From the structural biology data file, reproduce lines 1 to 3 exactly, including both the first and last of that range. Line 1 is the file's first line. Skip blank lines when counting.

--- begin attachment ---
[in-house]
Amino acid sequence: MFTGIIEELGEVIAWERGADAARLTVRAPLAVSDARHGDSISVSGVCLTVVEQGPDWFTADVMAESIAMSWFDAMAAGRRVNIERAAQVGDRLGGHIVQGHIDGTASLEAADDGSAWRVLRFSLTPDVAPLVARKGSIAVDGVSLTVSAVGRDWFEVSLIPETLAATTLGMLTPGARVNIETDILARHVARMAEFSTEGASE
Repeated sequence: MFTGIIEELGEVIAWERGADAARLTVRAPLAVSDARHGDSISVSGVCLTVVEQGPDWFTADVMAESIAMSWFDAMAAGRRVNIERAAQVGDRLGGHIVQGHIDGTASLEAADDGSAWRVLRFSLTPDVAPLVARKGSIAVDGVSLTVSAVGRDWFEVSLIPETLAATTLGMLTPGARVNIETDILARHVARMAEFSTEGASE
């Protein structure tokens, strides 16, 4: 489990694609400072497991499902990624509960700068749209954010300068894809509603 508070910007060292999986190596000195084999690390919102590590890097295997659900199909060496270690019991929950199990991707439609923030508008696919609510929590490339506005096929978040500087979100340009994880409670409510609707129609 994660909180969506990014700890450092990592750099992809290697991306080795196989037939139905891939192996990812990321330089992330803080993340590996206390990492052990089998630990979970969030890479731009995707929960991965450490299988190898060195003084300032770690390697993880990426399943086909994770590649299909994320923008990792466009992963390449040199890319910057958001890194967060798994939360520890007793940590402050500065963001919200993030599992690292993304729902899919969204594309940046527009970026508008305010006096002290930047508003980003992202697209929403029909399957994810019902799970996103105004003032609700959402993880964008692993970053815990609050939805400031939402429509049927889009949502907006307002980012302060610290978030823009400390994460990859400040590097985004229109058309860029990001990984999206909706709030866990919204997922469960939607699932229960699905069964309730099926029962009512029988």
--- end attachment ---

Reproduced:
[in-house]
Amino acid sequence: MFTGIIEELGEVIAWERGADAARLTVRAPLAVSDARHGDSISVSGVCLTVVEQGPDWFTADVMAESIAMSWFDAMAAGRRVNIERAAQVGDRLGGHIVQGHIDGTASLEAADDGSAWRVLRFSLTPDVAPLVARKGSIAVDGVSLTVSAVGRDWFEVSLIPETLAATTLGMLTPGARVNIETDILARHVARMAEFSTEGASE
Repeated sequence: MFTGIIEELGEVIAWERGADAARLTVRAPLAVSDARHGDSISVSGVCLTVVEQGPDWFTADVMAESIAMSWFDAMAAGRRVNIERAAQVGDRLGGHIVQGHIDGTASLEAADDGSAWRVLRFSLTPDVAPLVARKGSIAVDGVSLTVSAVGRDWFEVSLIPETLAATTLGMLTPGARVNIETDILARHVARMAEFSTEGASE